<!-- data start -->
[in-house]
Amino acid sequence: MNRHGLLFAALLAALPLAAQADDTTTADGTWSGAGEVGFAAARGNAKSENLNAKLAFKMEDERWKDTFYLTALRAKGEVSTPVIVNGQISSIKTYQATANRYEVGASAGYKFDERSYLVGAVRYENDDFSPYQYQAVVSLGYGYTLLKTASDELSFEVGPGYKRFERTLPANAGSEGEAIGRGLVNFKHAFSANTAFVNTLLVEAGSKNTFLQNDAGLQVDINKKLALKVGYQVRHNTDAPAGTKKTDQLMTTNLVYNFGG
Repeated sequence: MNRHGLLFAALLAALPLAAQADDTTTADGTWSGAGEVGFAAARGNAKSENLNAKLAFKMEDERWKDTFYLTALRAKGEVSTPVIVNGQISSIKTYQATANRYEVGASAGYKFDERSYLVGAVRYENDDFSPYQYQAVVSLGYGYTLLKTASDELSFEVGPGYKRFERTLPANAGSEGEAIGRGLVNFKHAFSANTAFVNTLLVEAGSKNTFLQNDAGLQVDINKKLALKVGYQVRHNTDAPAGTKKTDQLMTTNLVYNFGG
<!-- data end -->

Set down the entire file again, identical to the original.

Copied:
[in-house]
Amino acid sequence: MNRHGLLFAALLAALPLAAQADDTTTADGTWSGAGEVGFAAARGNAKSENLNAKLAFKMEDERWKDTFYLTALRAKGEVSTPVIVNGQISSIKTYQATANRYEVGASAGYKFDERSYLVGAVRYENDDFSPYQYQAVVSLGYGYTLLKTASDELSFEVGPGYKRFERTLPANAGSEGEAIGRGLVNFKHAFSANTAFVNTLLVEAGSKNTFLQNDAGLQVDINKKLALKVGYQVRHNTDAPAGTKKTDQLMTTNLVYNFGG
Repeated sequence: MNRHGLLFAALLAALPLAAQADDTTTADGTWSGAGEVGFAAARGNAKSENLNAKLAFKMEDERWKDTFYLTALRAKGEVSTPVIVNGQISSIKTYQATANRYEVGASAGYKFDERSYLVGAVRYENDDFSPYQYQAVVSLGYGYTLLKTASDELSFEVGPGYKRFERTLPANAGSEGEAIGRGLVNFKHAFSANTAFVNTLLVEAGSKNTFLQNDAGLQVDINKKLALKVGYQVRHNTDAPAGTKKTDQLMTTNLVYNFGG